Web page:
The Aftermath in East Central Europe: Fission, Fusion and Bifurcation

  • André Liebich
Part of the Southampton Studies in International Policy book series (SSIP)


The dramatic changes in East Central Europe took place so unexpectedly, so rapidly and so recently that scholars have been hard pressed to assimilate them intellectually.1 Even as they begin to integrate the events of 1989 into the pattern of history, however, observers must acknowledge that East Central Europe has continued to evolve at a fast pace since the demise of communism. Today, we may speak of an on-going third post-communism phase, of yet indeterminate duration marked by increasing differentiation among the political, economic and social spheres. This chapter proposes to examine this phase in terms of concurrent but contradictory and unstable processes of fission, fusion and bifurcation.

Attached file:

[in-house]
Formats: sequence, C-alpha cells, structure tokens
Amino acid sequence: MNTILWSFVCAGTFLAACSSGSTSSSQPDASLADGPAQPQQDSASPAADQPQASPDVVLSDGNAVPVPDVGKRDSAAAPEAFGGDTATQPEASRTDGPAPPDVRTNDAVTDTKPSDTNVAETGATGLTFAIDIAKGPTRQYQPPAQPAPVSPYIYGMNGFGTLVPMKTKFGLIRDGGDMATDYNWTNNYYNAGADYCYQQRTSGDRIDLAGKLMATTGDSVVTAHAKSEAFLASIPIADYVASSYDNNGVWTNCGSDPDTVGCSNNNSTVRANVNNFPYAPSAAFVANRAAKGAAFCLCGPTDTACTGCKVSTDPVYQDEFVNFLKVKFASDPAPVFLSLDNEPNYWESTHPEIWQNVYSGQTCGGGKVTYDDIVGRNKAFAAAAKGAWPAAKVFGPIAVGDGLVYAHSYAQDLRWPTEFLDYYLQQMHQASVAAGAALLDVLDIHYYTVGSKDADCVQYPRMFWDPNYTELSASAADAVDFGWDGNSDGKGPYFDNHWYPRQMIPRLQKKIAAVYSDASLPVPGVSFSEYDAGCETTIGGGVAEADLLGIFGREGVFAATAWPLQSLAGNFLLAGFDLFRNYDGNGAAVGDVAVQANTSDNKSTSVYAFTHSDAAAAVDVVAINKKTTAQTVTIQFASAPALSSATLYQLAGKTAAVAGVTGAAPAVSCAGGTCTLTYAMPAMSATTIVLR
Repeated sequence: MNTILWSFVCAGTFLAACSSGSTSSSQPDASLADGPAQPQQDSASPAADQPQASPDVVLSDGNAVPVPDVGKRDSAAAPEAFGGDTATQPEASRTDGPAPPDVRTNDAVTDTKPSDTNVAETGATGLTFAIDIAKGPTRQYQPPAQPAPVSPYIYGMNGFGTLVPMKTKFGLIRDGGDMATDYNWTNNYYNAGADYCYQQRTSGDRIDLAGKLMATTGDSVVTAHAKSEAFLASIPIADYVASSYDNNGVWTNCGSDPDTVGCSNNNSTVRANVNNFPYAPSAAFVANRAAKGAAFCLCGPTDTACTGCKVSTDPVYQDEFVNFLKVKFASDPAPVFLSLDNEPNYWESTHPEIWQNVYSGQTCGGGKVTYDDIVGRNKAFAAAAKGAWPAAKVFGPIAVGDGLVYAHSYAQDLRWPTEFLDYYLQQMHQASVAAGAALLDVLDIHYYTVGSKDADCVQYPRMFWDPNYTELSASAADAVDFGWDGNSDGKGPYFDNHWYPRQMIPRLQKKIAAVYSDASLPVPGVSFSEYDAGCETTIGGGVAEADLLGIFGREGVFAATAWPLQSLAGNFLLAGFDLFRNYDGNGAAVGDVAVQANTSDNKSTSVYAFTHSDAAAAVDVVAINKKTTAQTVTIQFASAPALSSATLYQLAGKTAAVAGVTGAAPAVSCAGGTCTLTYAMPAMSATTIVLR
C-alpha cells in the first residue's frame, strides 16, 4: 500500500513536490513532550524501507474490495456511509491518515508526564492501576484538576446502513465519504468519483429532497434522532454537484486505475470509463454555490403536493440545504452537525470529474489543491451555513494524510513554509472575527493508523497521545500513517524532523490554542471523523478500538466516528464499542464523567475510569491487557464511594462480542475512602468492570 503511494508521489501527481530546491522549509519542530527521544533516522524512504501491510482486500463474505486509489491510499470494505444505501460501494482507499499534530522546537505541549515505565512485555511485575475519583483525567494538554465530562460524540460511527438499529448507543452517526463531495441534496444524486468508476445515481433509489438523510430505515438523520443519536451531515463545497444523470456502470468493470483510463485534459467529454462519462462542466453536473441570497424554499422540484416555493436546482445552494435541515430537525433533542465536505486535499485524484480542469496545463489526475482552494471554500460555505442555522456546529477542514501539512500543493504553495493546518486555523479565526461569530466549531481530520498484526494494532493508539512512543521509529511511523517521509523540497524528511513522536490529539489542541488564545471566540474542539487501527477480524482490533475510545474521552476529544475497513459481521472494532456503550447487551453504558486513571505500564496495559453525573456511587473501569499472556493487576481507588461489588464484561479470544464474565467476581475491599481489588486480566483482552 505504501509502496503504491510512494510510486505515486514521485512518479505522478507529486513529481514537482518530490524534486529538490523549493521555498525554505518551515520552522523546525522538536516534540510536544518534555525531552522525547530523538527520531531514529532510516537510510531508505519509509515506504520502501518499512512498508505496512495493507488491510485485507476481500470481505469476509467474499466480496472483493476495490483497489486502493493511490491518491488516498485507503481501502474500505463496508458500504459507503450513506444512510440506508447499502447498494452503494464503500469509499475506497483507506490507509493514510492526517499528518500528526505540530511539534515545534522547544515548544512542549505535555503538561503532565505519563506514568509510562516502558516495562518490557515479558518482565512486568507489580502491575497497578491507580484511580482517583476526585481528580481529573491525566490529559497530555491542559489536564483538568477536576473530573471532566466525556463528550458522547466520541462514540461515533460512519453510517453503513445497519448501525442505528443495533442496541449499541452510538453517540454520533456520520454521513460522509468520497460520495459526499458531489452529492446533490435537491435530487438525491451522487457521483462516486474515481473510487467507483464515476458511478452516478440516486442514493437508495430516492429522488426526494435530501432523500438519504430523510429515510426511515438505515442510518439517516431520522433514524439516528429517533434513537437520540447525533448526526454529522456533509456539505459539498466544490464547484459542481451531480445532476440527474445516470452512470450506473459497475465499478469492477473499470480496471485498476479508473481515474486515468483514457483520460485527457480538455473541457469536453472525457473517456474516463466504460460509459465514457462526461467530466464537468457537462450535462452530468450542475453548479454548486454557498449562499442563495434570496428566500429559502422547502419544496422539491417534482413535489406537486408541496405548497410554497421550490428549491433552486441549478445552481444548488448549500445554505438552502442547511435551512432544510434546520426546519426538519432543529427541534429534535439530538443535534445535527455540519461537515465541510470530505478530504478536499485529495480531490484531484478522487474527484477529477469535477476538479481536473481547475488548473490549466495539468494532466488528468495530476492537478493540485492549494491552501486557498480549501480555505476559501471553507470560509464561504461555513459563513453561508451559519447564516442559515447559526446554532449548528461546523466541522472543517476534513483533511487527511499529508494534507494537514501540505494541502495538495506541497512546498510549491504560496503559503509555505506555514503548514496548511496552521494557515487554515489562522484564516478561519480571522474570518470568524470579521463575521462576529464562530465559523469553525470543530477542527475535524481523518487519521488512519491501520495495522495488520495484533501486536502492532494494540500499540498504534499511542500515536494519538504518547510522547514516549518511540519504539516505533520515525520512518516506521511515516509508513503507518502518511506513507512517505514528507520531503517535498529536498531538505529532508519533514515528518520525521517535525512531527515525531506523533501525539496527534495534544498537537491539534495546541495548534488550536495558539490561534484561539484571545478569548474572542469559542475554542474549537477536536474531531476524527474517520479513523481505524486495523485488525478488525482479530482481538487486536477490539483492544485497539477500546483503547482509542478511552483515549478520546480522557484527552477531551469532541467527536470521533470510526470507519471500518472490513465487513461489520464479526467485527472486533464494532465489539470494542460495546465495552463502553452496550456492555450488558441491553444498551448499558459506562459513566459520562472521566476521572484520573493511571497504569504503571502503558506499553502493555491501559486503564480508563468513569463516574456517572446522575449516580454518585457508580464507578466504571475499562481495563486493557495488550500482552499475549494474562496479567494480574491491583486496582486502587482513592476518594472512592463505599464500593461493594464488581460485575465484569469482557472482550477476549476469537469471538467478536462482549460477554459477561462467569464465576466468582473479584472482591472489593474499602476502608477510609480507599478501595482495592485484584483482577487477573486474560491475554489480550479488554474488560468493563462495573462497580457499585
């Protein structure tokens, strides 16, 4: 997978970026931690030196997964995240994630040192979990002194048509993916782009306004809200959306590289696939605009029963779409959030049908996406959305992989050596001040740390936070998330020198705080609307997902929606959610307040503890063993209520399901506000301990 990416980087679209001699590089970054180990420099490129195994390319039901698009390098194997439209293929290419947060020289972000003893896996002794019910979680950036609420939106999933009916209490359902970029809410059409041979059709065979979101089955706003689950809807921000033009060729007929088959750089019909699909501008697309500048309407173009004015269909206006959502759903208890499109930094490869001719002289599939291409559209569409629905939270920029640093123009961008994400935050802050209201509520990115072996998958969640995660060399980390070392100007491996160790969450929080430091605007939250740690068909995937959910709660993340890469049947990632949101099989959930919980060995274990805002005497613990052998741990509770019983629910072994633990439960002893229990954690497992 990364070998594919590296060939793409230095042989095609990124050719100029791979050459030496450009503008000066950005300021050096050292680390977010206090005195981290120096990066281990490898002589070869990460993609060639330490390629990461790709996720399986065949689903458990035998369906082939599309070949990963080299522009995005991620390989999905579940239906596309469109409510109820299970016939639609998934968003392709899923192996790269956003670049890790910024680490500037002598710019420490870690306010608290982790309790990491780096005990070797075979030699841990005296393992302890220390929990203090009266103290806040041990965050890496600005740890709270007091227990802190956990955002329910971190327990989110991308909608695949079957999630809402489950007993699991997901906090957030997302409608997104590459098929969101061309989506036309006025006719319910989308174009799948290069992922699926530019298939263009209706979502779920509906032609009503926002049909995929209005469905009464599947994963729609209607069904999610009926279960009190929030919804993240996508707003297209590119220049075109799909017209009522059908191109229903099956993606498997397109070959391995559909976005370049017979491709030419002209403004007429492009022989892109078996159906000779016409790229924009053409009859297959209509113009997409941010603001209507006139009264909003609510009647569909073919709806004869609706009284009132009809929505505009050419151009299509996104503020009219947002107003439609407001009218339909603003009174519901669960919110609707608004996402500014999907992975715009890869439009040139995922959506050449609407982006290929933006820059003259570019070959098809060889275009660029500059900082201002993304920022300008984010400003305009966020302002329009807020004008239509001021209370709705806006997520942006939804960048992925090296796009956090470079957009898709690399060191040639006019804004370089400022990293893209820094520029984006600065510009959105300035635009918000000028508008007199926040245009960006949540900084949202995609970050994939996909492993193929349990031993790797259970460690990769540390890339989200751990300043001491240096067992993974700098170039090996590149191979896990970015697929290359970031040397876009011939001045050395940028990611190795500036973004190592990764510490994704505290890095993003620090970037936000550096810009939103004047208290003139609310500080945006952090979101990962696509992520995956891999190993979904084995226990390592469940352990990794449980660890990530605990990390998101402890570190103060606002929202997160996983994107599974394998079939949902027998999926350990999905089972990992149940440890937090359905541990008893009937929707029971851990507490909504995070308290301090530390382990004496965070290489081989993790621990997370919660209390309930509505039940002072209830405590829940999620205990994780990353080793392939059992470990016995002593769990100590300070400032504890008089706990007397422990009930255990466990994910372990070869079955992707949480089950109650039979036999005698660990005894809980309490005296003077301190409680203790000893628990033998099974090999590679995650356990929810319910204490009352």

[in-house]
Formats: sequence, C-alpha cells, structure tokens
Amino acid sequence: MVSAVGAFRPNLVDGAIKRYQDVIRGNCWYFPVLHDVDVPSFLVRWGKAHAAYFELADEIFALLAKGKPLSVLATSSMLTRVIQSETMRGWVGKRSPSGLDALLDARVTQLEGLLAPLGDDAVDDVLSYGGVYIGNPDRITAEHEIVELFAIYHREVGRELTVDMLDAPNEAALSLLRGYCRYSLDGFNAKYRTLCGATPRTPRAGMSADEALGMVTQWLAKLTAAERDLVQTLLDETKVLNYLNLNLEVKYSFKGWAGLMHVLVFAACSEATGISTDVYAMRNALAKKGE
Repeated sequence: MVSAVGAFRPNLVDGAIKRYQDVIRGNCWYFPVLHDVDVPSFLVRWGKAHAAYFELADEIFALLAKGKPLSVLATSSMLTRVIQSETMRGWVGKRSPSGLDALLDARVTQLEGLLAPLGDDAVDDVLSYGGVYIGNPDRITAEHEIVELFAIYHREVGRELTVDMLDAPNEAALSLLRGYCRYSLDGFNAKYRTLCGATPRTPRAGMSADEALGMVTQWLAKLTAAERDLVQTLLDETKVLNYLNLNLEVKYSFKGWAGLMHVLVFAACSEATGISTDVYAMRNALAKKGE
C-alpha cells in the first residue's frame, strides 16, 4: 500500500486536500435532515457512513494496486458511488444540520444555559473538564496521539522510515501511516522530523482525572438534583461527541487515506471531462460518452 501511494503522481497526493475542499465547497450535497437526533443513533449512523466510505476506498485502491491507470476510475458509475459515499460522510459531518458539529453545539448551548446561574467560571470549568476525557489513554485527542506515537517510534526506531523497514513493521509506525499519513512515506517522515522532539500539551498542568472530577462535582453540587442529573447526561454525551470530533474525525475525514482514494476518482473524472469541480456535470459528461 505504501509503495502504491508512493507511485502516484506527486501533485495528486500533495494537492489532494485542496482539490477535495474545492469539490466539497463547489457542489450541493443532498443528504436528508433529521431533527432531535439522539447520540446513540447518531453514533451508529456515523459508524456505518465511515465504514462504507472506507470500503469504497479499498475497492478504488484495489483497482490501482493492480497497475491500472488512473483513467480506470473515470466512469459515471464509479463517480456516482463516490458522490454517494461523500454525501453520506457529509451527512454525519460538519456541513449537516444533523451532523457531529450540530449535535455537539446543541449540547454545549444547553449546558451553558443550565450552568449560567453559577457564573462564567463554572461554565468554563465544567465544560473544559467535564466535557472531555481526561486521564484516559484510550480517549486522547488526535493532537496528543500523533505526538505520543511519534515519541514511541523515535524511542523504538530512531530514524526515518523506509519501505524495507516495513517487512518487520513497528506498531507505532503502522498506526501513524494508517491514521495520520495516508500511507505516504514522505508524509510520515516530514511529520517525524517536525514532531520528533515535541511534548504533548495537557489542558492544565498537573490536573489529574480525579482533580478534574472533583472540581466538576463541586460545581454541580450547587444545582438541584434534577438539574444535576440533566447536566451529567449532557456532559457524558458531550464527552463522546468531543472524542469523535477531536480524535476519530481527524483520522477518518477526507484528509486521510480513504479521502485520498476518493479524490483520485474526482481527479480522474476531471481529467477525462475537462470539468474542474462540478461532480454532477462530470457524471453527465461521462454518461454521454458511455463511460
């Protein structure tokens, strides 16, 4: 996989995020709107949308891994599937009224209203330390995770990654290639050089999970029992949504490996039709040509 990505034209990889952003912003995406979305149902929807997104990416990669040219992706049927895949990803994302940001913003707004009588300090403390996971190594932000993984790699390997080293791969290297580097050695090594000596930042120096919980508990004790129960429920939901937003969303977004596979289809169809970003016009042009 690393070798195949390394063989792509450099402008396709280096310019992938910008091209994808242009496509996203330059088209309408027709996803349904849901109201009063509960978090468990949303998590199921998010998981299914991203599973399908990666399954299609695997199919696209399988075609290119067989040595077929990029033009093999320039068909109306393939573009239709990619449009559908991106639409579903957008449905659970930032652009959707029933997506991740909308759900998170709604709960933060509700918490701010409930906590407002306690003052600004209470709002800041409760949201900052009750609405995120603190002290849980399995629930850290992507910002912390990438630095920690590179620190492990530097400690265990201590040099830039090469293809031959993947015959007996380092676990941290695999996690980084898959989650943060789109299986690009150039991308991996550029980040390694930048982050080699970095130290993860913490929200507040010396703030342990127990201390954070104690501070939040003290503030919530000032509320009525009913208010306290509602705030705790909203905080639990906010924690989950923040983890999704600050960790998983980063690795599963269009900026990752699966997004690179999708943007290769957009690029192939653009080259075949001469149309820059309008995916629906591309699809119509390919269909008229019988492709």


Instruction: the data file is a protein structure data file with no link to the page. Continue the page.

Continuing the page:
Prime Minister Communist Party East Central Single Vision International Herald Tribune 
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  1. 2.
    C. Gati, ‘East Central Europe: The Morning After’, Foreign Affairs, 69: 5, Winter 1990–91, p. 129.Google Scholar
  2. 40.
    J. Zielonka, ‘East Central Europe: Democracy in Retreat?’, The Washington Quarterly, Summer 1991, pp. 107–120.Google Scholar

Copyright information

© Palgrave Macmillan, a division of Macmillan Publishers Limited 1995

Authors and Affiliations

  • André Liebich

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